On the being front, he developed the artistic side of his skating where he felt most authentic and expressive. This also involved using music that both captured what was special about him and created a voice for who he is.  Jason’s short program was skated to the Nina Simone version of the African gospel song “Sinnerman” (a plaintive spiritual about judgment and attempted redemption). Shaped by asynchronous jazz styling, tempo shifts, and rhythmic improv, few skaters could work with it.  His long program to “Schindler’s List” reflects his Jewish heritage and his maturation as a skater who can evoke deep emotion.  

Play your own long game

It probably goes without saying that Jason is a Creator story type with a hefty dose of the Lover’s passion and commitment to the energetic pulse of his own heart.  Is he also a highly competitive person who would have loved to win an individual Olympic medal?  I imagine so.  Yet in the long view of Jason’s story, it’s pretty easy to see that he’s created indelible career success–and the kind of moments that research on life satisfaction tells us matters most for sustained happiness.  

Individuals, organizations, and teams can do this too, by applying the principles of playing your own game through the lens of who you are.  That’s really what a true Hero’s Journey is all about—it’s what lands you on a path that’s uniquely meant for you (and where you’re most likely to thrive over time).  Consider the following approaches for doing that:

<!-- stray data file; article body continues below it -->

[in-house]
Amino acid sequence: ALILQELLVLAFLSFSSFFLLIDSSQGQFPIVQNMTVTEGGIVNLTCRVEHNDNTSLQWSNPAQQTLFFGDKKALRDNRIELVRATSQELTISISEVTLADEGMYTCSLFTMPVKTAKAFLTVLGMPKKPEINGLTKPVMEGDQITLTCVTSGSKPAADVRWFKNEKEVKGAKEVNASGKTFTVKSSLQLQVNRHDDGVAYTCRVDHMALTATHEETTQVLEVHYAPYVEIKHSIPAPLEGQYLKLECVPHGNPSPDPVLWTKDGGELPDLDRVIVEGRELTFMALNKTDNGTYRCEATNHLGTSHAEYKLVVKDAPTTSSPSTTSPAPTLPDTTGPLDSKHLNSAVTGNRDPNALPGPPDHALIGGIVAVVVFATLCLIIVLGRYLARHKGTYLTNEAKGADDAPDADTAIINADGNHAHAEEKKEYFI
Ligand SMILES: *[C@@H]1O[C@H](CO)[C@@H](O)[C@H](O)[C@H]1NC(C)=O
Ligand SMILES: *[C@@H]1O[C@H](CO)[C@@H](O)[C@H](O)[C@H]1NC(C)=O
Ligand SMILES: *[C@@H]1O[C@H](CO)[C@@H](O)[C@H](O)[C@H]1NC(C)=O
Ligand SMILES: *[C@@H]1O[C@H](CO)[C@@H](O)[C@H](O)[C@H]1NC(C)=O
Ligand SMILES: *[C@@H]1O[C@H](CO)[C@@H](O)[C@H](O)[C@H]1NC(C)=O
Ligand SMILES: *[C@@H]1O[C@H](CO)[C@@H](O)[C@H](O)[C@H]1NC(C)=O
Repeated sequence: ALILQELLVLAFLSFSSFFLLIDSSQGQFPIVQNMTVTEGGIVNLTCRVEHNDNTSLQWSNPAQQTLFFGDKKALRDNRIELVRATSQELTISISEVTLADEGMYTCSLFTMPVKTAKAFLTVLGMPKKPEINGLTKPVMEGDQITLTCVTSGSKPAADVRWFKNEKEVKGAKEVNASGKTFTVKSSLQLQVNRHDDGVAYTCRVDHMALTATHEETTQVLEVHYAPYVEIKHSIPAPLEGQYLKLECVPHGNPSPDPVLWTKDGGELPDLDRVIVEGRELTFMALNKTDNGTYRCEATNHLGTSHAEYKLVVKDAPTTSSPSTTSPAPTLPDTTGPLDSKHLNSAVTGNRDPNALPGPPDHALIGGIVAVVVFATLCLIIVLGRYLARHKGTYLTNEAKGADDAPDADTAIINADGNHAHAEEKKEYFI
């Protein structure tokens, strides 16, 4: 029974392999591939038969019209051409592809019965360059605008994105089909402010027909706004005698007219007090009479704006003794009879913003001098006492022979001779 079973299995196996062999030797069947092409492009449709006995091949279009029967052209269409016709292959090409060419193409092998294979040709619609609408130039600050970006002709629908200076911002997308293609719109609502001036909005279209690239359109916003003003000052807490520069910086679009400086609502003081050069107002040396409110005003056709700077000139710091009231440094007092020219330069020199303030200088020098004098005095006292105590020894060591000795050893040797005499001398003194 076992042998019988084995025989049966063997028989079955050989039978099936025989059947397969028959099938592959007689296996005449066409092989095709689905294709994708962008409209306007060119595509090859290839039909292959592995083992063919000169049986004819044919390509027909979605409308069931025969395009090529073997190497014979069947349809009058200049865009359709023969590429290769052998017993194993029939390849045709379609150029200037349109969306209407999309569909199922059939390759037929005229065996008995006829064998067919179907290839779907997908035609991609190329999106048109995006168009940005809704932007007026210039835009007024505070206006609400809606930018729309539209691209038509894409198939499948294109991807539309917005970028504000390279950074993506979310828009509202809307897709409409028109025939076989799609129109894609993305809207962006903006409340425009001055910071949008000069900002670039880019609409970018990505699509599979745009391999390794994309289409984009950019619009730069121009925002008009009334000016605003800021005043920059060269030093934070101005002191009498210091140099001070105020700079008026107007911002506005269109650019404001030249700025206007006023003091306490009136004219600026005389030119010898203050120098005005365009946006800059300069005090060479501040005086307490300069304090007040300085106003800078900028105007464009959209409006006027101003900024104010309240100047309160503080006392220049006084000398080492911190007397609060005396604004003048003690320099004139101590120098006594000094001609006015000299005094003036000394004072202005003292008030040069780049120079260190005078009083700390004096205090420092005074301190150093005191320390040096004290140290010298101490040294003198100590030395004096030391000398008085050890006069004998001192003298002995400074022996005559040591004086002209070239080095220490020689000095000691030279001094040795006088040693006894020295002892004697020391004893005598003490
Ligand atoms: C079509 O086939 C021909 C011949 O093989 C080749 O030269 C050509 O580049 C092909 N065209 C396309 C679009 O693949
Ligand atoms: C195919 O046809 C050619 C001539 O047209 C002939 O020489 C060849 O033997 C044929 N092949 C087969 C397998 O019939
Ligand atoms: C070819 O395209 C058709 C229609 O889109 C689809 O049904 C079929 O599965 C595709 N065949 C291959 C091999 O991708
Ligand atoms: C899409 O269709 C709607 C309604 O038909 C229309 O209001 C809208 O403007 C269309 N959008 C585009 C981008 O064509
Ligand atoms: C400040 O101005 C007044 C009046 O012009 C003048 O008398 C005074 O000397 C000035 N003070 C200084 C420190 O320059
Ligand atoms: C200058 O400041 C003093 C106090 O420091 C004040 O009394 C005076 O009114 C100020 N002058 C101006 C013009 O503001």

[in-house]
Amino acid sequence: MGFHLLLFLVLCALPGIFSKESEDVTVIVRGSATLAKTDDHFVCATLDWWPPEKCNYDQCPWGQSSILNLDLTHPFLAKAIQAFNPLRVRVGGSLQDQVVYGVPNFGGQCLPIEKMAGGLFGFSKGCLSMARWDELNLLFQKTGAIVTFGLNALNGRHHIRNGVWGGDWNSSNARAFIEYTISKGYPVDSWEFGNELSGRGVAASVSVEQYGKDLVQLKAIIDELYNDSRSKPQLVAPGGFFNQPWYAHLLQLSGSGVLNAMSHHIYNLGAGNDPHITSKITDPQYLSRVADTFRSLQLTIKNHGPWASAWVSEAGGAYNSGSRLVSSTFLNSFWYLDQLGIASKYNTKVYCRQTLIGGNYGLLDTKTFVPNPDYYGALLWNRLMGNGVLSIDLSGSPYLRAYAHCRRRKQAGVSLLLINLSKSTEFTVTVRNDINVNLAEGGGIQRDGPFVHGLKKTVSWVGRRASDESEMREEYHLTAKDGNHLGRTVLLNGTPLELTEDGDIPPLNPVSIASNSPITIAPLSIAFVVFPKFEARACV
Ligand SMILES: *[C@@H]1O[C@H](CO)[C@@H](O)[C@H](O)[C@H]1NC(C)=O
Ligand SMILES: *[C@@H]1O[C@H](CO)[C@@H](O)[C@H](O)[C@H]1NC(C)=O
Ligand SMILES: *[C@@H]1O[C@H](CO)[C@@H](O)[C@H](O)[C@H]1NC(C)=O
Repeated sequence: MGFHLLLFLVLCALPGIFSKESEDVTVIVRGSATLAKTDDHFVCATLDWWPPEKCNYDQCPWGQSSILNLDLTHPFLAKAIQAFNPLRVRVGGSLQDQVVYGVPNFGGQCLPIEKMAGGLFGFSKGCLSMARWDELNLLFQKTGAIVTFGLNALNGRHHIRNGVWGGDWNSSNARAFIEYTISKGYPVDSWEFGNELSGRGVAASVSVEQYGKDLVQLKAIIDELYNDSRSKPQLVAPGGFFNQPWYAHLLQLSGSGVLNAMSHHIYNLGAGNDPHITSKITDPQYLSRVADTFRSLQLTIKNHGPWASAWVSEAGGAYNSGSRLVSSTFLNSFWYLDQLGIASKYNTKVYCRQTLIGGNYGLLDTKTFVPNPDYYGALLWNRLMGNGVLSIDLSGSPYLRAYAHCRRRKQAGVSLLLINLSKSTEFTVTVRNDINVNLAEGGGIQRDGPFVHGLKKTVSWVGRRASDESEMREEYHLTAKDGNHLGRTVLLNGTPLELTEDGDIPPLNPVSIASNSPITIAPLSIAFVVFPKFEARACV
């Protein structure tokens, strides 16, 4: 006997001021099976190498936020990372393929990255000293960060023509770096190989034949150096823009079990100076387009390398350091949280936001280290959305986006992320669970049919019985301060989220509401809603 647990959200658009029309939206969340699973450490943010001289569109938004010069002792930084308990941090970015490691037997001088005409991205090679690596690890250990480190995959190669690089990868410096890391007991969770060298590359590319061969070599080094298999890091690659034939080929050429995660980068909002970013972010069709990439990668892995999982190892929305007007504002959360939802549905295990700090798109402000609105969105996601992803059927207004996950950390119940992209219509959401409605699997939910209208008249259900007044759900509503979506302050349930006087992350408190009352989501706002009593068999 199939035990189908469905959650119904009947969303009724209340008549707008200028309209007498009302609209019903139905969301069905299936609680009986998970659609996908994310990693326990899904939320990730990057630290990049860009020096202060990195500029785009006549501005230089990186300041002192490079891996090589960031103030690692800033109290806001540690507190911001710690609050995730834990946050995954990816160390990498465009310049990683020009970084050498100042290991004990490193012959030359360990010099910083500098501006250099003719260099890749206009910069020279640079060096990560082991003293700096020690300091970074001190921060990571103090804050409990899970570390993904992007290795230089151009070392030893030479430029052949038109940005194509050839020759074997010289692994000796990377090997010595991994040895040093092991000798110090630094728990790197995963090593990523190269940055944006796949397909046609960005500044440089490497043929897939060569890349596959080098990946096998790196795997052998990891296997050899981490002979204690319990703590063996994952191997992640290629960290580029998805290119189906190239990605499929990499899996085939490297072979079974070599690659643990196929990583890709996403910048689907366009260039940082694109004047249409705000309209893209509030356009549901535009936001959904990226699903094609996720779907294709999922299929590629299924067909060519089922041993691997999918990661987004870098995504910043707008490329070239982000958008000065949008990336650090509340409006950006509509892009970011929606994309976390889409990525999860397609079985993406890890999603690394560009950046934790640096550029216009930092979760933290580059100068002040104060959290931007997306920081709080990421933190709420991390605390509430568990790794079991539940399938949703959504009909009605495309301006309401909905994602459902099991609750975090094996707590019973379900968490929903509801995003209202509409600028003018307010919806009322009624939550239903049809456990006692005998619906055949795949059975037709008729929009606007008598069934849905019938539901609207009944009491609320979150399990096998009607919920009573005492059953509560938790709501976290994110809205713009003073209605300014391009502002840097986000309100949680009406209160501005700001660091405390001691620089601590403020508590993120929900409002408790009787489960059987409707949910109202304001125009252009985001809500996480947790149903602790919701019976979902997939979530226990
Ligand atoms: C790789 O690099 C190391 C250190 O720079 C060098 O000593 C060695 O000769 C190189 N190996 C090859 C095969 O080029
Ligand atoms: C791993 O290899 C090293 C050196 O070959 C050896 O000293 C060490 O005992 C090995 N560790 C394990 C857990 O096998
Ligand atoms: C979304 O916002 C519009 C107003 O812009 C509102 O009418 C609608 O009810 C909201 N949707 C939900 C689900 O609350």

• Channel authenticity.  You can’t know what your own game is without taking a look at who you are and how you want to authentically be in whatever endeavor you undertake.  
  • Maximize your strengths.  The opposite of playing your own game is trying to beat the competition at theirs. That almost never works, and it can even backfire if you abandon what’s most differentiating, most special, and most valuable about you.
  • Leverage the dynamics in your real story.  Characters people love most in the stories we all know to use a dynamic combination of strengths and values to find their happy endings.  They have skill and talent, and it’s activated most successfully when used in a way that aligns with their own value system.  

As for me, I’m also a Creator type who can barely stand up on figure skates! I deeply value artistry and expression—but I have to align those values with my actual skills and talents to live my own authentic story (which involves words, imagery, and helping other people express who they are in the world).  

What’s your dynamic combination of strength and values?  It’s key to the equivalent of an Olympic moment in your own business world or life.  

Cindy Atlee is a Creator type who loves to help professionals, teams, and organizations feel and see and show others who they are.  She’s the co-author of the Professional Strengths, Values & Story Survey (take the free version here: https://www.storybranding.com/take-the-svss-survey/).